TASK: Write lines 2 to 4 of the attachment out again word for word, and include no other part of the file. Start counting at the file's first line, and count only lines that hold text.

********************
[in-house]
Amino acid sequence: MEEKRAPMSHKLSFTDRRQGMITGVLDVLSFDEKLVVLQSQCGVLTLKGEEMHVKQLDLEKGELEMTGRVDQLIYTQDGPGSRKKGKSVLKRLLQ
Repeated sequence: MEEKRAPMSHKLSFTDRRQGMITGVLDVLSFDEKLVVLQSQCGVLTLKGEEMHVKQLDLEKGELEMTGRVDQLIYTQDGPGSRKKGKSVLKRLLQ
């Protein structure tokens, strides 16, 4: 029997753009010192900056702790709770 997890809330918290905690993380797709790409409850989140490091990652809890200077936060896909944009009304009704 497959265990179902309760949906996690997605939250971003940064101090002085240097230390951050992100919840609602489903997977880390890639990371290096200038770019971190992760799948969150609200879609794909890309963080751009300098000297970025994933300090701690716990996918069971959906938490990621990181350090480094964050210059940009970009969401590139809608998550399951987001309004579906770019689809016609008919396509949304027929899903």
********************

Amino acid sequence: MEEKRAPMSHKLSFTDRRQGMITGVLDVLSFDEKLVVLQSQCGVLTLKGEEMHVKQLDLEKGELEMTGRVDQLIYTQDGPGSRKKGKSVLKRLLQ
Repeated sequence: MEEKRAPMSHKLSFTDRRQGMITGVLDVLSFDEKLVVLQSQCGVLTLKGEEMHVKQLDLEKGELEMTGRVDQLIYTQDGPGSRKKGKSVLKRLLQ
């Protein structure tokens, strides 16, 4: 029997753009010192900056702790709770 997890809330918290905690993380797709790409409850989140490091990652809890200077936060896909944009009304009704 497959265990179902309760949906996690997605939250971003940064101090002085240097230390951050992100919840609602489903997977880390890639990371290096200038770019971190992760799948969150609200879609794909890309963080751009300098000297970025994933300090701690716990996918069971959906938490990621990181350090480094964050210059940009970009969401590139809608998550399951987001309004579906770019689809016609008919396509949304027929899903």